August 19, 2022 / by 

 

Finding The Public In A Complex Society

Posts In This Series

In the last two posts we looked at Dewey’s idealized form of democracy. In Chapter 4 of The Public And Its Problems, Dewey desribes some of the obstacles citizens face in identifying themselves as a public, as a group capable of organizing to solve its problems. The obstacles he describes never went away.

He begins by pointing out that our form of democracy originated in small communities, based on town meetings and elections of neighbors to carry out the solutions reached through those meetings. Waves of industrialization and immigration created giant urban communities. Absorbing and socializing those groups into urban American life went quite well considering the enormous difficulties. But:

In spite of attained integration, or rather perhaps because of its nature, the Public seems to be lost; it is certainly bewildered. The government, officials and their activities are plainly with us. … But where is the public which these officials are supposed to represent? How much more is it than geographical names and official titles? P. 149-50; fn omitted.

The effort to adapt the politics of the small town to densely packed urban areas worked well enough to prevent the nation from falling into civil strife, but was not robust enough to deal with urban problems let alone national issues. Dewey describes the drop in the percentage of the population who voted and the cynicism that many show to the process.

Those still more inclined to generalization assert that the whole apparatus of political activities is a kind of protective coloration to conceal the fact that big business rules the governmental roost in any case. Business is the order of the day, and the attempt to stop or deflect its course is as futile as Mrs. Partington essaying to sweep back the tides with a broom. P. 151; fn omitted]

This accords with what he wrote in Chapter 3. We are not so much a nation of self-motivated individuals as a interchangeable group of “standardized units”, a phrase with echoes of neoliberal Homo Economics. These units are driven into corporations or other huge organizations for economic purposes not voluntarily but by the need to make a living.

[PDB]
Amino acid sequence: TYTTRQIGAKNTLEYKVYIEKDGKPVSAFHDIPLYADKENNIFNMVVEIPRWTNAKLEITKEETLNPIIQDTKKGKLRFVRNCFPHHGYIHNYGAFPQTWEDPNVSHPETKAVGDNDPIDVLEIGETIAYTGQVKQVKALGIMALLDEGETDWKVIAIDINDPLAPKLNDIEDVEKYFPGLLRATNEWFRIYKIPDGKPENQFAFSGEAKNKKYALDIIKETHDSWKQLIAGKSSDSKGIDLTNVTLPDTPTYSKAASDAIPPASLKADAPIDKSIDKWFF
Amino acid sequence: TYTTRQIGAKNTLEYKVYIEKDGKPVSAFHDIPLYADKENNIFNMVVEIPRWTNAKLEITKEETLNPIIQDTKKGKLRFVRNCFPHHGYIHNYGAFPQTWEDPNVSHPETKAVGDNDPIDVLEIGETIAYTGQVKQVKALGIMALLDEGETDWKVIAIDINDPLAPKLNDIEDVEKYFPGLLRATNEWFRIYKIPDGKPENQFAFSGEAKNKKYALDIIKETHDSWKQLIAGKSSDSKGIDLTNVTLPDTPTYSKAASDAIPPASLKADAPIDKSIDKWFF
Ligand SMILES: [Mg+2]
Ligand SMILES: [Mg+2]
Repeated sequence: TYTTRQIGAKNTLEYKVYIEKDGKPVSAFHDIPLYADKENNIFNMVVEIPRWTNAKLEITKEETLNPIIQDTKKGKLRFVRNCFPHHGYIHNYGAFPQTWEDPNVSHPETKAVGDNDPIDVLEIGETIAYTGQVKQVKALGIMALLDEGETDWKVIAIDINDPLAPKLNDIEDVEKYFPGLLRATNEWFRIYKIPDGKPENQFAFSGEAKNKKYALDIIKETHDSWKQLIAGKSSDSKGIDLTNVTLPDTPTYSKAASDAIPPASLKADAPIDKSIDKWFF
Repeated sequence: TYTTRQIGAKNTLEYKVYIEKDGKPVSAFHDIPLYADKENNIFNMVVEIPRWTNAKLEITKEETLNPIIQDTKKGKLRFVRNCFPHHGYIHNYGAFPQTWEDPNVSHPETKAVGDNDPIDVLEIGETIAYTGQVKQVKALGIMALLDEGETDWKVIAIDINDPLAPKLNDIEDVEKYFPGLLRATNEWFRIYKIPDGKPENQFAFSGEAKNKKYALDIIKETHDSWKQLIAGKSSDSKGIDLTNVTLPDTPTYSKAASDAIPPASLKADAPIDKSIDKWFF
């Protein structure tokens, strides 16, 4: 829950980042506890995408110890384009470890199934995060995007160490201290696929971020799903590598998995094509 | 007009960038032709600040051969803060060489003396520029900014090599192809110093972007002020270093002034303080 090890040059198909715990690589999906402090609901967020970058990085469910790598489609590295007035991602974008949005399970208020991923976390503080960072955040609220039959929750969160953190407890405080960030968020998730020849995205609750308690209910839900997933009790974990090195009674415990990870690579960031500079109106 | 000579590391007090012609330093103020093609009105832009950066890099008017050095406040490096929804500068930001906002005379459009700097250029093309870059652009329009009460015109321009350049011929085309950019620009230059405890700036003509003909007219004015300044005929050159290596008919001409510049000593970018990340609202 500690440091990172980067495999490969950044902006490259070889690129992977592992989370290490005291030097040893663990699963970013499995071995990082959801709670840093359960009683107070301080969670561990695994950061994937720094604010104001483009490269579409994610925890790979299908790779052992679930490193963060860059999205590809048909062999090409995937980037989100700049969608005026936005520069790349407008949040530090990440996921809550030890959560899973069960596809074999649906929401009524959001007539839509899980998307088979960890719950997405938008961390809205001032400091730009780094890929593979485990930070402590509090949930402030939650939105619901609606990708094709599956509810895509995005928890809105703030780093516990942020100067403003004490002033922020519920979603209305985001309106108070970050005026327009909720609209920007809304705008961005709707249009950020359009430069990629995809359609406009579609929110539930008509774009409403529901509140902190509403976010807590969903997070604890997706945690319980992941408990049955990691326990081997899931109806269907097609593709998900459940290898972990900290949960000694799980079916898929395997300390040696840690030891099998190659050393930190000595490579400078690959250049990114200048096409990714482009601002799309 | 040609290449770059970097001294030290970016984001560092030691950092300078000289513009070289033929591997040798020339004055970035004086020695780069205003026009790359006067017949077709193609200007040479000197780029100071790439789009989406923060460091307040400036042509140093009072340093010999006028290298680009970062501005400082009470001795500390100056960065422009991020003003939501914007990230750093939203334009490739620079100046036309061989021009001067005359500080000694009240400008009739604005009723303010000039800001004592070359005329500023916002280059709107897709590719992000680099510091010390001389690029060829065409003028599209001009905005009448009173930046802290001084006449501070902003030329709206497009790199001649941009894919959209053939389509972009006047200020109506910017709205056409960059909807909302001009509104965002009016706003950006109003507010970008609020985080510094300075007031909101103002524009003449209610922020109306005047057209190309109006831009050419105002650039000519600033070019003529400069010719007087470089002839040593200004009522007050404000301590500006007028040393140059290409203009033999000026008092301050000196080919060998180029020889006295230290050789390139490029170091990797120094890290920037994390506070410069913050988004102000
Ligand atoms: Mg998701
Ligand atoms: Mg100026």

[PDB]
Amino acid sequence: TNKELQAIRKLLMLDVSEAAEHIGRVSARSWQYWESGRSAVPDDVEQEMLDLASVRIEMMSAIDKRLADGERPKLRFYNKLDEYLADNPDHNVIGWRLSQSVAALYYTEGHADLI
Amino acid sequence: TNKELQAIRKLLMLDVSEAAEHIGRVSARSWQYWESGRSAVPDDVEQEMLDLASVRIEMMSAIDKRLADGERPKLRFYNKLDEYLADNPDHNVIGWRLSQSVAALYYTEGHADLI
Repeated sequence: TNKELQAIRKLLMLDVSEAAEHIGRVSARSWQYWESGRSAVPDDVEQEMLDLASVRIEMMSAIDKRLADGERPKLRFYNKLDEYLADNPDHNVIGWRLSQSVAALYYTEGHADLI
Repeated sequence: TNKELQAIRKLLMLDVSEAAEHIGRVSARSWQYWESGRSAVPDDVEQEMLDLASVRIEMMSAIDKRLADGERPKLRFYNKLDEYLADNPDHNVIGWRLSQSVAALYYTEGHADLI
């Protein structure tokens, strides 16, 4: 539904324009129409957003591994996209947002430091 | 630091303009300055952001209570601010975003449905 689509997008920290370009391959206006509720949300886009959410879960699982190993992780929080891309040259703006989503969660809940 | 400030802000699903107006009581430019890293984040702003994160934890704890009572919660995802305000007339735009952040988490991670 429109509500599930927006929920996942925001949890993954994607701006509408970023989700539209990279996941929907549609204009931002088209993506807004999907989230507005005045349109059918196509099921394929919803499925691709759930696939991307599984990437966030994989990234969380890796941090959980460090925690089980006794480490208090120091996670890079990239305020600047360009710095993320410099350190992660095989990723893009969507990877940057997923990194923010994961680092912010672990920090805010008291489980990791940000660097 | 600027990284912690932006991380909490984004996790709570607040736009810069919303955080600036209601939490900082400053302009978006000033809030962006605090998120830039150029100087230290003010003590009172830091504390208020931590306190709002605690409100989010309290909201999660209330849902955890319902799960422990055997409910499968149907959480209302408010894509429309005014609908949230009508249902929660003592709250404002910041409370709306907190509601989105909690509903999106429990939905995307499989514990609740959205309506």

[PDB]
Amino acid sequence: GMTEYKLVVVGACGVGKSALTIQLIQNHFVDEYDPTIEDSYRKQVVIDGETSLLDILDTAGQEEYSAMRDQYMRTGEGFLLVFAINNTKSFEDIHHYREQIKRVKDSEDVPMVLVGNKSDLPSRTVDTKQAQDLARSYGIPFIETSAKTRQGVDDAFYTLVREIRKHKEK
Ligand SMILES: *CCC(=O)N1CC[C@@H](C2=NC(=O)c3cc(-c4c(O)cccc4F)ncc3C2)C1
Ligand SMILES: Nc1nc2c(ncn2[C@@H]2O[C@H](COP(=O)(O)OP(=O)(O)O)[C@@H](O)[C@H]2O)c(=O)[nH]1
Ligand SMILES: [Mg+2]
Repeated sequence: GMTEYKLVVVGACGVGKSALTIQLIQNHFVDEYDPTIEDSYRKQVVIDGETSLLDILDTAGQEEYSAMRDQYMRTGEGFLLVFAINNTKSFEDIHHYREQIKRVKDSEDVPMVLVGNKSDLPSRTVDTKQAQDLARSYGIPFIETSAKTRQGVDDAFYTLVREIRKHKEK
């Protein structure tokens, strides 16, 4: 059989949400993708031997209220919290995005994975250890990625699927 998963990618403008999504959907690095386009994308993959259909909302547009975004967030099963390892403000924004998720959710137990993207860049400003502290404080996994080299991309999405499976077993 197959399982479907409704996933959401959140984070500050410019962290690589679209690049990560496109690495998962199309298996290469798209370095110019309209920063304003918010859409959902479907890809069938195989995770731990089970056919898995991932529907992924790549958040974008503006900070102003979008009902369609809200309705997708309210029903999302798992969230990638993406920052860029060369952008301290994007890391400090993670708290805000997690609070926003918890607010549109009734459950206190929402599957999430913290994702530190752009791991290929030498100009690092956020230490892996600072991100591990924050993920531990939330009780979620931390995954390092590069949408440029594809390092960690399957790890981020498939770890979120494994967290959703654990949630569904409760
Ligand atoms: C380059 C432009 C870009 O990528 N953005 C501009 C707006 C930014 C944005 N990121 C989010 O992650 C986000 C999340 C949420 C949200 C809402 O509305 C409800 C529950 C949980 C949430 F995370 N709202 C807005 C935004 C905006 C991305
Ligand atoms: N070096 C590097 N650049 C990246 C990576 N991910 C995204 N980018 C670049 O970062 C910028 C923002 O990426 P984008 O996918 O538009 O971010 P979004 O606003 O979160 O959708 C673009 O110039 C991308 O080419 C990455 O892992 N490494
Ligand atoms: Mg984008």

[Corporations] are so massive and extensive that they determine the most significant constituents of the public and the residence of power. Inevitably they reach out to grasp the agencies of government; they are controlling factors in legislation and administration. Not chiefly because of deliberate and planned self-interest, large as may be its rôle, but because they are the most potent and best organized of social forces. P. 142.

This obstacle is exacerbated by the existence of political machines and other groups who insert themselves between individuals and the state; and use this position for their own ends.

Dewey identifies other things standing in the way of a public trying to recognize itself.

1. Political parties don’t do policy, and policy is never the issue in elections. He points to the fact that child labor laws are supported by a large public majority, but neither party makes them an election issue, or pushes the necessary Constitutional Amendment. This reminds us that SCOTUS struck down Child Labor Laws in a typical anti-democratic action by a 5-4 majority of conservatives.

2. Elected officials are rarely held to account by the electorate for specific votes or positions. Instead, the primary determinant seems to be a general consensus about the overall state of things.

3. Public relations experts manipulate the attention and energy of the public to focus on non-political matters. This leaves the experts and their sponsors to manage political activity for their own ends. Even non-corrupt leaders use theories developed for altogether different purposes and developed in different circumstances.